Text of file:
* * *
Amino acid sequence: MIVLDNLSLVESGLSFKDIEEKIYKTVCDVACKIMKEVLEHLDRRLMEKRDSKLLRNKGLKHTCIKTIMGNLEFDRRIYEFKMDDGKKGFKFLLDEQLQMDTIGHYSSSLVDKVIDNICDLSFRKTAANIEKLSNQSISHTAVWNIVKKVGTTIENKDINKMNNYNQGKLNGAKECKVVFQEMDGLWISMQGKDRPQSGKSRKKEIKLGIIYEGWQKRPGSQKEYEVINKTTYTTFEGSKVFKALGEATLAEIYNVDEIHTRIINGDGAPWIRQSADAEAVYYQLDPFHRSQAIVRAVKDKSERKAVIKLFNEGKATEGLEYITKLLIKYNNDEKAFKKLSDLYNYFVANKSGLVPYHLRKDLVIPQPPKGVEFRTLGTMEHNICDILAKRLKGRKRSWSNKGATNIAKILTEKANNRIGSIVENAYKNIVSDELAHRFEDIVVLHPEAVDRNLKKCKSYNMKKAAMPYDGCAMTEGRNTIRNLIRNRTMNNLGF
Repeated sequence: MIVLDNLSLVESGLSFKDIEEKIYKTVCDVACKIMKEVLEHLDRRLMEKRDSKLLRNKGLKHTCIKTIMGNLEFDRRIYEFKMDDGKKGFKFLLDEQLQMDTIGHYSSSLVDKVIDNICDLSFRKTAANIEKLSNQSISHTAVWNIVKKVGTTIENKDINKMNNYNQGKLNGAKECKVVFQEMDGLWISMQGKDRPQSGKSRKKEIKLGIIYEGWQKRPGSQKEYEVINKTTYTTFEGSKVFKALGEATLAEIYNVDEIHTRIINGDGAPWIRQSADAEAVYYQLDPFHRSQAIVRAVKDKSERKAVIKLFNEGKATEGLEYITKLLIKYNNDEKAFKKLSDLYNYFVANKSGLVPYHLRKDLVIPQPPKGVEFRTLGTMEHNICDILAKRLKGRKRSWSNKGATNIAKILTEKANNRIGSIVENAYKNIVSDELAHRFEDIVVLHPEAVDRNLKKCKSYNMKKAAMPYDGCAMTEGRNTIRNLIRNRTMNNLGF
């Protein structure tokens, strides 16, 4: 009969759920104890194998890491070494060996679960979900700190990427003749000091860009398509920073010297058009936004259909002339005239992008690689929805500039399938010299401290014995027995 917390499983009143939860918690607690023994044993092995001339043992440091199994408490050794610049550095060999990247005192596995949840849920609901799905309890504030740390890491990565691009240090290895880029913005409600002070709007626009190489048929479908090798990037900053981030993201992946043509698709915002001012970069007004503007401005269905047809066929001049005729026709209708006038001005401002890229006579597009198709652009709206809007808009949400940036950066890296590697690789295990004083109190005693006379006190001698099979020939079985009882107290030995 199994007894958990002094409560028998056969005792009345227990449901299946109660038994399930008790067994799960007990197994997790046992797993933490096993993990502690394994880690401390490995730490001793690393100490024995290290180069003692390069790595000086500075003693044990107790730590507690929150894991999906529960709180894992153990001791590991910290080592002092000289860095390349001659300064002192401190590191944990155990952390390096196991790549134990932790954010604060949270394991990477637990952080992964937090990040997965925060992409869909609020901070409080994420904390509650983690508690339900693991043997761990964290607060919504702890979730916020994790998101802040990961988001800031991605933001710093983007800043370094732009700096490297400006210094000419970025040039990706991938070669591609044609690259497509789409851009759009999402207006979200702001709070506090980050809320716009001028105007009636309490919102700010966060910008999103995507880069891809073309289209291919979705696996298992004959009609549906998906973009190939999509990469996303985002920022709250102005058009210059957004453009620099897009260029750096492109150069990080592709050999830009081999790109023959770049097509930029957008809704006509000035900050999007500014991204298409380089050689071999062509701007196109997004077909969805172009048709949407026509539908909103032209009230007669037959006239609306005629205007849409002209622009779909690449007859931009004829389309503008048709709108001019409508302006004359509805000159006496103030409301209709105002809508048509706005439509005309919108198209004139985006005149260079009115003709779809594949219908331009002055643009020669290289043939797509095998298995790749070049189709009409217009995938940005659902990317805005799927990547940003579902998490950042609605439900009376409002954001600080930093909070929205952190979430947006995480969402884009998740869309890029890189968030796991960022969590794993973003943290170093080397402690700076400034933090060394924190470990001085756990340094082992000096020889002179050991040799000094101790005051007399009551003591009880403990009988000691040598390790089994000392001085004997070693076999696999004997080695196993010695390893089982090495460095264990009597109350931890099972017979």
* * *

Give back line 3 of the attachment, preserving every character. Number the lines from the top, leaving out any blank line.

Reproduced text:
């Protein structure tokens, strides 16, 4: 009969759920104890194998890491070494060996679960979900700190990427003749000091860009398509920073010297058009936004259909002339005239992008690689929805500039399938010299401290014995027995 917390499983009143939860918690607690023994044993092995001339043992440091199994408490050794610049550095060999990247005192596995949840849920609901799905309890504030740390890491990565691009240090290895880029913005409600002070709007626009190489048929479908090798990037900053981030993201992946043509698709915002001012970069007004503007401005269905047809066929001049005729026709209708006038001005401002890229006579597009198709652009709206809007808009949400940036950066890296590697690789295990004083109190005693006379006190001698099979020939079985009882107290030995 199994007894958990002094409560028998056969005792009345227990449901299946109660038994399930008790067994799960007990197994997790046992797993933490096993993990502690394994880690401390490995730490001793690393100490024995290290180069003692390069790595000086500075003693044990107790730590507690929150894991999906529960709180894992153990001791590991910290080592002092000289860095390349001659300064002192401190590191944990155990952390390096196991790549134990932790954010604060949270394991990477637990952080992964937090990040997965925060992409869909609020901070409080994420904390509650983690508690339900693991043997761990964290607060919504702890979730916020994790998101802040990961988001800031991605933001710093983007800043370094732009700096490297400006210094000419970025040039990706991938070669591609044609690259497509789409851009759009999402207006979200702001709070506090980050809320716009001028105007009636309490919102700010966060910008999103995507880069891809073309289209291919979705696996298992004959009609549906998906973009190939999509990469996303985002920022709250102005058009210059957004453009620099897009260029750096492109150069990080592709050999830009081999790109023959770049097509930029957008809704006509000035900050999007500014991204298409380089050689071999062509701007196109997004077909969805172009048709949407026509539908909103032209009230007669037959006239609306005629205007849409002209622009779909690449007859931009004829389309503008048709709108001019409508302006004359509805000159006496103030409301209709105002809508048509706005439509005309919108198209004139985006005149260079009115003709779809594949219908331009002055643009020669290289043939797509095998298995790749070049189709009409217009995938940005659902990317805005799927990547940003579902998490950042609605439900009376409002954001600080930093909070929205952190979430947006995480969402884009998740869309890029890189968030796991960022969590794993973003943290170093080397402690700076400034933090060394924190470990001085756990340094082992000096020889002179050991040799000094101790005051007399009551003591009880403990009988000691040598390790089994000392001085004997070693076999696999004997080695196993010695390893089982090495460095264990009597109350931890099972017979």